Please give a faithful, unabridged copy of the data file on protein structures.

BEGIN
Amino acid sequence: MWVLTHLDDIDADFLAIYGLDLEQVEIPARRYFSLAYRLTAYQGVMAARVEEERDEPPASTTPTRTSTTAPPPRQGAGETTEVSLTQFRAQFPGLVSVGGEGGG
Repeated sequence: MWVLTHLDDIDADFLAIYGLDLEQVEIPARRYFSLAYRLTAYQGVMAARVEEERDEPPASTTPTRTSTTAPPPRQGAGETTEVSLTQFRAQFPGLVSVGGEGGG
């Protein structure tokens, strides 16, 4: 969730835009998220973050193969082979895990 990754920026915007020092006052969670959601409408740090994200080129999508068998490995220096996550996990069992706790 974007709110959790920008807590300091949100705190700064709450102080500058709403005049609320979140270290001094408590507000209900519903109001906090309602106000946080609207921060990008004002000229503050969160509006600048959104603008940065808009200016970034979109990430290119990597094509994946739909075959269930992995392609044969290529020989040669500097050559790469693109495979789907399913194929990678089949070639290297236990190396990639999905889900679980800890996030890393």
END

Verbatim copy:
Amino acid sequence: MWVLTHLDDIDADFLAIYGLDLEQVEIPARRYFSLAYRLTAYQGVMAARVEEERDEPPASTTPTRTSTTAPPPRQGAGETTEVSLTQFRAQFPGLVSVGGEGGG
Repeated sequence: MWVLTHLDDIDADFLAIYGLDLEQVEIPARRYFSLAYRLTAYQGVMAARVEEERDEPPASTTPTRTSTTAPPPRQGAGETTEVSLTQFRAQFPGLVSVGGEGGG
């Protein structure tokens, strides 16, 4: 969730835009998220973050193969082979895990 990754920026915007020092006052969670959601409408740090994200080129999508068998490995220096996550996990069992706790 974007709110959790920008807590300091949100705190700064709450102080500058709403005049609320979140270290001094408590507000209900519903109001906090309602106000946080609207921060990008004002000229503050969160509006600048959104603008940065808009200016970034979109990430290119990597094509994946739909075959269930992995392609044969290529020989040669500097050559790469693109495979789907399913194929990678089949070639290297236990190396990639999905889900679980800890996030890393």